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March 5, 2022

Digging into Turbo with Ruby on Rails 7

When Rails 7 made its first appearance in December of 2021 a new default component was introduced called Turbo. If you have any history with Rails you might remember the Turbolinks library which is the predecessor of Turbo.

Unlike JavaScript-driven applications, Rails applications are historically server-side rendered. While you can have more real-time interactivity, it often requires a hodgepodge of techniques to make it work. Many developers were forced to reach for React or Vue.js to compensate.

Turbo is the answer to this problem.

Turbo brings new tooling to Rails apps that make them more reactive and stateful. You can still have a server-side application that responds in real-time to requests and reduce the need for a large amount of JavaScript (the main appeal for many Rails/Ruby developers).

This happens by working with specific types of requests and dynamically rendering content on a page.

With Turbo, we get the historical benefits of Turbolinks with the additional benefits of new features like Turboframes and Turbostreams. This guide is meant to give you a first look at using Turbo inside your app and how you can leverage it without needing to rely too heavily on JavaScript.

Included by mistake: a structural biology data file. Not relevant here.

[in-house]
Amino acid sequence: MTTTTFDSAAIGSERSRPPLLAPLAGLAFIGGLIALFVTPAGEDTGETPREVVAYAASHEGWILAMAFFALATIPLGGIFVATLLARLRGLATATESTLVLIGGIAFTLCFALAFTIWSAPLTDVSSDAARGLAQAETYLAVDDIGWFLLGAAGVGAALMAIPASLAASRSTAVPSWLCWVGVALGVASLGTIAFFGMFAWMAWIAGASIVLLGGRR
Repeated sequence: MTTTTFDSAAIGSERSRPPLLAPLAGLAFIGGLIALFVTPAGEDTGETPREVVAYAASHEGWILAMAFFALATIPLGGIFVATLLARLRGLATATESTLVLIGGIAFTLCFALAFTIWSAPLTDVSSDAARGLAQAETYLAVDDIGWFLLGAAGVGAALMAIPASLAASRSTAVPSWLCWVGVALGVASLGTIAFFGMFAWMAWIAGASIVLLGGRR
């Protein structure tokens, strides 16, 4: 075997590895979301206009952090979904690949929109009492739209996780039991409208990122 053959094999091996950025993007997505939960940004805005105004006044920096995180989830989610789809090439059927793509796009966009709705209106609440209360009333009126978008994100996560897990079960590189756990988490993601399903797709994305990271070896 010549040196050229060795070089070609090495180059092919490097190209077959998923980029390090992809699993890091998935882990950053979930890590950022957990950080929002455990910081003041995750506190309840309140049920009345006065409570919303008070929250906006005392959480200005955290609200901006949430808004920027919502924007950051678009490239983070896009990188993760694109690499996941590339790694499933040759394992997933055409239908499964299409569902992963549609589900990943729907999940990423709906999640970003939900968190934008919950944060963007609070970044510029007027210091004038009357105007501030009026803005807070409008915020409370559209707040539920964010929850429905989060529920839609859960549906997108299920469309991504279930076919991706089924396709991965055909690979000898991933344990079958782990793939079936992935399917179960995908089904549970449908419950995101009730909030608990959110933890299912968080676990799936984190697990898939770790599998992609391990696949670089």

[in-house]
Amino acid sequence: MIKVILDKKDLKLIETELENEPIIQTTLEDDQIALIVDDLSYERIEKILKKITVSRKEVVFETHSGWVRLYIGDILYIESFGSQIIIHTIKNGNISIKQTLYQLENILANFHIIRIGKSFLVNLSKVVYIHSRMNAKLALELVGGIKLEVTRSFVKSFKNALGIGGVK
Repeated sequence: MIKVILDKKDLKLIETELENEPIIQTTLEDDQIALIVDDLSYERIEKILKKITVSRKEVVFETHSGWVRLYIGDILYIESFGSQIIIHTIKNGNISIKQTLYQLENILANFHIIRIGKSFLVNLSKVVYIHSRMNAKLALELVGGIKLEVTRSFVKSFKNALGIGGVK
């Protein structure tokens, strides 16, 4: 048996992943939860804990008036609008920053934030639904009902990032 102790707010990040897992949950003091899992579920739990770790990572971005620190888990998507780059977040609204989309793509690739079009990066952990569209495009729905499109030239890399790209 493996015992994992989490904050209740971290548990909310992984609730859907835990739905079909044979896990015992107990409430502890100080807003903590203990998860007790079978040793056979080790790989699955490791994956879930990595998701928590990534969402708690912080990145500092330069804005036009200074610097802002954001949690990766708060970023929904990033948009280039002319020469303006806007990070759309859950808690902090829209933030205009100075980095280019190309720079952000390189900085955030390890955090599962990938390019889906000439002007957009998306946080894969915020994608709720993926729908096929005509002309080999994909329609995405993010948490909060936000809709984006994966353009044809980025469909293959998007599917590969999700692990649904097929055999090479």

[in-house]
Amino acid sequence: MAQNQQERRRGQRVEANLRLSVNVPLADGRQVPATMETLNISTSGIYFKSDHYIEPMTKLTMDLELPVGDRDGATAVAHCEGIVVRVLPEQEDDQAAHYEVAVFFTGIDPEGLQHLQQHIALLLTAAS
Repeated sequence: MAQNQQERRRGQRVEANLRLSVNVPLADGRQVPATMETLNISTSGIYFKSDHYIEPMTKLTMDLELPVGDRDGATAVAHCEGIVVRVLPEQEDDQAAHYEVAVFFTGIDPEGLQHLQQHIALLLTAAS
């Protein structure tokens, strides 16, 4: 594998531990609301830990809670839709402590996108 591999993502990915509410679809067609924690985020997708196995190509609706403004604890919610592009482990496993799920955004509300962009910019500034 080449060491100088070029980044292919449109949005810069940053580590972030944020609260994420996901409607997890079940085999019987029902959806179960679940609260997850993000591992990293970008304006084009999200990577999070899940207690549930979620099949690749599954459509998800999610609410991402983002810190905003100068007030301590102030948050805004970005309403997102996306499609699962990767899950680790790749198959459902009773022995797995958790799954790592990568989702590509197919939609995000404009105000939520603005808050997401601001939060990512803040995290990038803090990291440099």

Turbo definitions

At its core, Turbo sends HTML code over the request cycle instead of something like JSON. It's easy to confuse the different offerings of Turbo so I hope to debunk those in this guide. Let's start with some definitions.

  • Turbo Drive - accelerates links and form submissions by negating the need for full page reloads.
  • Turbo Frames - decompose pages into independent contexts, which scope navigation and can be lazily loaded.
  • Turbo Streams - deliver page changes over WebSocket, SSE, or in response to form submissions using just HTML and a set of CRUD-like actions.
  • Turbo Native - lets your majestic monolith form the center of your native iOS and Android apps, with seamless transitions between web and native sections.

For this guide, I'll be focusing on the first three in this list.

The infamous todo list

What better way to show off some technology than the infamous to-do list, am I right?

I'll create a vanilla Rails 7 app using Tailwind CSS as the CSS framework we'll leverage. This installs Tailwind CSS using a non-postcss install. If you want more control I recommend passing PostCSS independently and configuring it following the Tailwind CSS documentation.